One essay was published in the May 1895 issue of McClure's Magazine. In "A Prairie College" Bentzon wrote of her visit during an eight month period in 1893-1894 to the college town of Galesburg, Illinois where she immersed herself in the town and college culture, paying particular attention to women. Ida Tarbell's introduction to the article outlined her purpose: "to see the American woman in all stages of her development, and in all lights and shades, and to study her present tendencies... ." Bentzon made observations on the life of farm women and college women, focusing on the system of co-education at Knox College, and examples of men and women meeting at college and marrying soon after. The daughter of her Galesburg host offered a challenge to Bentzon:
"Yes, many marriages are decided at college; is there any harm in it? Would it be better to meet in society, in the midst of frivolity? Do they not become much better acquainted, and in a more interesting way, when they study together for years?"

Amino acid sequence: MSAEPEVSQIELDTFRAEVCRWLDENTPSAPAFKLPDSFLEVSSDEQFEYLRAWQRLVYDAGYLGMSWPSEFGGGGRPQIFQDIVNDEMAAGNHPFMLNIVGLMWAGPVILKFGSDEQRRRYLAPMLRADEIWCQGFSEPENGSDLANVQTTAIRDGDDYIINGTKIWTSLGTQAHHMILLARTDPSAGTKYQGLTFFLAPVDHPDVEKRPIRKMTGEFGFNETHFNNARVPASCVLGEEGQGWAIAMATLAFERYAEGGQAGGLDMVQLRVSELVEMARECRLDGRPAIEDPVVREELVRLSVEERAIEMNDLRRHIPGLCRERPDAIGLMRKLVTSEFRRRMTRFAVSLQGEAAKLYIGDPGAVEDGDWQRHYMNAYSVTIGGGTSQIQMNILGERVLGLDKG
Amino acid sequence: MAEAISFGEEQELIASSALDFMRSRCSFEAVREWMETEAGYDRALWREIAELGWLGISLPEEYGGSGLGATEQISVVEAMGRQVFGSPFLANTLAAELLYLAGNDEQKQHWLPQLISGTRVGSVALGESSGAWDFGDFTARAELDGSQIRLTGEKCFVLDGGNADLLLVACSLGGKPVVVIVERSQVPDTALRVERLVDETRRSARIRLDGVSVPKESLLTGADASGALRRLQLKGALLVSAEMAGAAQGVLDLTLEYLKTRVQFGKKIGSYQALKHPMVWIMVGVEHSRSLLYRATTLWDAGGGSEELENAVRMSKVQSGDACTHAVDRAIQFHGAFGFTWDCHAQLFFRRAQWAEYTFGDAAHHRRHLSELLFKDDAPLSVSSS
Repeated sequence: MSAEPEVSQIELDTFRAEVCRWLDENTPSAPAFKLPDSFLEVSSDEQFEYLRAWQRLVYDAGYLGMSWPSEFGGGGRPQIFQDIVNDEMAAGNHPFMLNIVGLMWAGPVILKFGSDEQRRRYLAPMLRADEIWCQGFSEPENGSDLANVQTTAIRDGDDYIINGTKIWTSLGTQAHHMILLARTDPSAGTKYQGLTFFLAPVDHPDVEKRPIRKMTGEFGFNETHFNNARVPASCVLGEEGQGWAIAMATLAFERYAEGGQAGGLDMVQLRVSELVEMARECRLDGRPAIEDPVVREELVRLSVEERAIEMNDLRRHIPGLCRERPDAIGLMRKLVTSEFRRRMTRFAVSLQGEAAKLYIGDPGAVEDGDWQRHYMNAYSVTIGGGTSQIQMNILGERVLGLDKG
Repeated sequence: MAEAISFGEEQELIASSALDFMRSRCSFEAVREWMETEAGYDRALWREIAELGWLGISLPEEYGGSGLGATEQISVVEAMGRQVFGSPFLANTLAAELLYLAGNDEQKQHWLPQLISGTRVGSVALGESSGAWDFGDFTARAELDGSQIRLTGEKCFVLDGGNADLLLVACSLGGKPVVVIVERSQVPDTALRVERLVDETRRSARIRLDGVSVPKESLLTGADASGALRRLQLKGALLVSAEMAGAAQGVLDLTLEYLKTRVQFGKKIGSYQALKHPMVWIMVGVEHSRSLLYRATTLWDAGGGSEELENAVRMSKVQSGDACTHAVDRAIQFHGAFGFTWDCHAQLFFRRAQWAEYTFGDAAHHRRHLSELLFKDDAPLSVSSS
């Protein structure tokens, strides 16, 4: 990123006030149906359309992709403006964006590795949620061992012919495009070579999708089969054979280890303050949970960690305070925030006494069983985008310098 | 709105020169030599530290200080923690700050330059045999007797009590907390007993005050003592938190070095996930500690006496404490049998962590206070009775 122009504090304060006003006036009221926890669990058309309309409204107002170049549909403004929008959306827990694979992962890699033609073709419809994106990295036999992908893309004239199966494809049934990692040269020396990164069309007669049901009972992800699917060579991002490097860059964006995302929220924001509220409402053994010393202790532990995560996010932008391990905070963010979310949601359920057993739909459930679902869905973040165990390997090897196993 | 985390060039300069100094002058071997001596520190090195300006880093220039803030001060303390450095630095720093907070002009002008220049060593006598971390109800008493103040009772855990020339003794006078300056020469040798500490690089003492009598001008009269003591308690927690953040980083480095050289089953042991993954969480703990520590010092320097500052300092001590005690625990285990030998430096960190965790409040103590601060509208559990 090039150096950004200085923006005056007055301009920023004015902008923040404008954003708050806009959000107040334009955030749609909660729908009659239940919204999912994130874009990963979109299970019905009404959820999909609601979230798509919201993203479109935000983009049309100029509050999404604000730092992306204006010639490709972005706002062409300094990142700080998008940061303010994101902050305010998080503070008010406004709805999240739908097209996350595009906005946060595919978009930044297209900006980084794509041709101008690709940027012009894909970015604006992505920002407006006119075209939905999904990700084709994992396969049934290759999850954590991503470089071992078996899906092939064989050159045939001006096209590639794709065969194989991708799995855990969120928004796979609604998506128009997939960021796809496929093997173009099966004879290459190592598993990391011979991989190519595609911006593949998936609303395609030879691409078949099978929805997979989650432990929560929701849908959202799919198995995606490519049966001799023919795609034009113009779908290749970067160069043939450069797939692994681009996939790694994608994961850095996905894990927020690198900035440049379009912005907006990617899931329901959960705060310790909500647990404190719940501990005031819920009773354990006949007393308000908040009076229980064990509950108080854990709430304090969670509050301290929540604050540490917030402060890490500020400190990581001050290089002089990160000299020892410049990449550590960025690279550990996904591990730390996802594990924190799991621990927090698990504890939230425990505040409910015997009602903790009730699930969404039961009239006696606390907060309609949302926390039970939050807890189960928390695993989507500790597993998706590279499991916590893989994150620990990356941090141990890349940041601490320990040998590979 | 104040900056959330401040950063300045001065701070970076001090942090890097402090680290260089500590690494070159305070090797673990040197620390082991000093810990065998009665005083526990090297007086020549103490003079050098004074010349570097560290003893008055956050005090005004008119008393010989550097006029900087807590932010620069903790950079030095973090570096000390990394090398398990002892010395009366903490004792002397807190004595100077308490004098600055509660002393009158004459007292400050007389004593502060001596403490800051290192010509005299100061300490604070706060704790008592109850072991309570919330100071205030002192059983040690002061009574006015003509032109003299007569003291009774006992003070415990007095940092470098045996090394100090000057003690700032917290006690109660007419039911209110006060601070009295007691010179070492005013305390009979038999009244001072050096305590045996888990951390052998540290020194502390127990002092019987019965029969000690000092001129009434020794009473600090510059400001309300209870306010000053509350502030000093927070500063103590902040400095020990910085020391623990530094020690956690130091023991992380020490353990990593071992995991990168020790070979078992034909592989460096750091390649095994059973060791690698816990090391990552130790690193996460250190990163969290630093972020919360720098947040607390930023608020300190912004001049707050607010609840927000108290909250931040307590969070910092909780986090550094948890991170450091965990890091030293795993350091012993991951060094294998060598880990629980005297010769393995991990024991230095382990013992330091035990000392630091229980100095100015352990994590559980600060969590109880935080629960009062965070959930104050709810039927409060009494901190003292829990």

Although Bentzon concluded that there were no disadvantages to the system she observed at the prairie college, she concluded it "would not succeed in a larger city where an incessant moral surveillance could not be exercised, or where religious influences would be less direct, or where there would be temptations, or even distractions."
Her book also accords great importance to urban America, giving a thorough portrayal of it.
Among her essays are Littérature et mœurs étrangères (1882) and Les nouveaux romanciers américains (1885). Her novels include:
She also wrote Nouvelle France et Nouvelle Angleterre: Notes de Voyage (1899); Choses et gens d'Amérique, Questions Americaines, and Femmes d'Amérique, and translated works by Dickens, Bret Harte, Ouida, Aldrich, and Mark Twain.